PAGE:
Wizards Notebook

Sunday becomes a day of rest for the Wizards

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By Gene Wang
Washington Post Staff Writer
Monday, January 18, 2010

The Washington Wizards got a much needed and eagerly anticipated day off on Sunday, giving them time to recover from a hectic week in which they played four games in five nights, culminating in Saturday's 96-86 victory over visiting Sacramento to end a four-game slide.

The win began the Wizards' longest homestand of the season. They will play their next five games at Verizon Center and will have played eight of nine at home by the start of next month.

"After a tough week, some close basketball games, it's definitely good to get a win, get to rest up," said Antawn Jamison, who scored 14 points against the Kings but missed 11 of 17 shots one night after playing 55-plus minutes in a 121-119 double-overtime loss at Chicago. "We got an early one on Monday. We're going to be [at home] for a while, so we might as well make the best of the opportunity."

The Wizards (13-26) will play Portland at 1 p.m. on Martin Luther King Jr. Day. Then they draw the Dallas Mavericks on Wednesday and the Miami Heat on Friday. The Mavericks (26-13) are in second place in the Western Conference, and the Heat (20-19) is in fifth in the East.

Against the Trail Blazers (25-16), the Wizards will be aiming for consecutive wins for just the fourth time this season. Washington has yet to win three games in a row.

"This team, it's scary, because we're not that far away, yet we are far away," Coach Flip Saunders said. "So the players have to understand, and they have to take the mentality that we're far away because that's how they have to go out and perform . . . with that sense of urgency."

The importance of that is compounded with the indefinite suspension of starting guard Gilbert Arenas, who on Friday pleaded guilty in D.C. Superior Court to a felony count of possessing a pistol without a license. The Wizards are 2-5 without their three-time all-star. Arenas was averaging 22.6 points per game before NBA Commissioner David Stern suspended him without pay on Jan. 6.

Randy Foye has been averaging 18.5 points and 7.5 assists per game since moving into the starting lineup in Arenas's place on Jan. 8, although he had just eight points on 2-for-8 shooting on Saturday.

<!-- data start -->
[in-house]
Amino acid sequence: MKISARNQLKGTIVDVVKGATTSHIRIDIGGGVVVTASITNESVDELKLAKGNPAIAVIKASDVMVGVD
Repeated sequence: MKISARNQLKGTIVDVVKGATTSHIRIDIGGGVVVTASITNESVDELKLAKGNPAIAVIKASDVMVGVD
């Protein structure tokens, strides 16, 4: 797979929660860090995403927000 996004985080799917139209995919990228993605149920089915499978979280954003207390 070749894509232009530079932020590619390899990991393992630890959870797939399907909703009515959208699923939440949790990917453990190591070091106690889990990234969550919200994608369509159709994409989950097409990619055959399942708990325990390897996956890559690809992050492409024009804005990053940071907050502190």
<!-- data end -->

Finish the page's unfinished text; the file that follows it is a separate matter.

"That felt good. I know," Foye said of beating the Kings. "I spoke to Antawn, Brendan [Haywood], and everybody was exhausted after playing [Friday] night, flying, getting in late, and an hour ride home. And then when you get home you can't go to sleep because you still have the adrenaline rushing through your body. It just was a gutsy win for our team. It just shows the type of people we have on this team, what type of men we have on this team."

Reflecting on No. 600

Saunders finally got his 600th career win on Saturday, although it came later than expected during a trying season in which he has had to juggle his lineup regularly because of injuries and off-court distractions.

Saunders paid tribute to players and the front office at both his previous coaching stops in Minnesota and Detroit. He coached the Timberwolves from 1995 to 2005 and the Pistons from 2005 to '08, during which time he compiled a franchise-record winning percentage of .715 (176-70).

"You win games because you have, I think, there's three factors involved," said Saunders, whose .597 winning percentage entering the season was seventh among active coaches. "Number one is you're in a situation where the management team gives you great support in terms of how you want to play and the things you want to do. . . .

"Then the management also puts you in a situation to get the people . . . and then what I've done is I've had players that are all committed to winning. Individual accomplishments weren't a big thing. I think they knew that if the team had success, that the individual accomplishments would happen."


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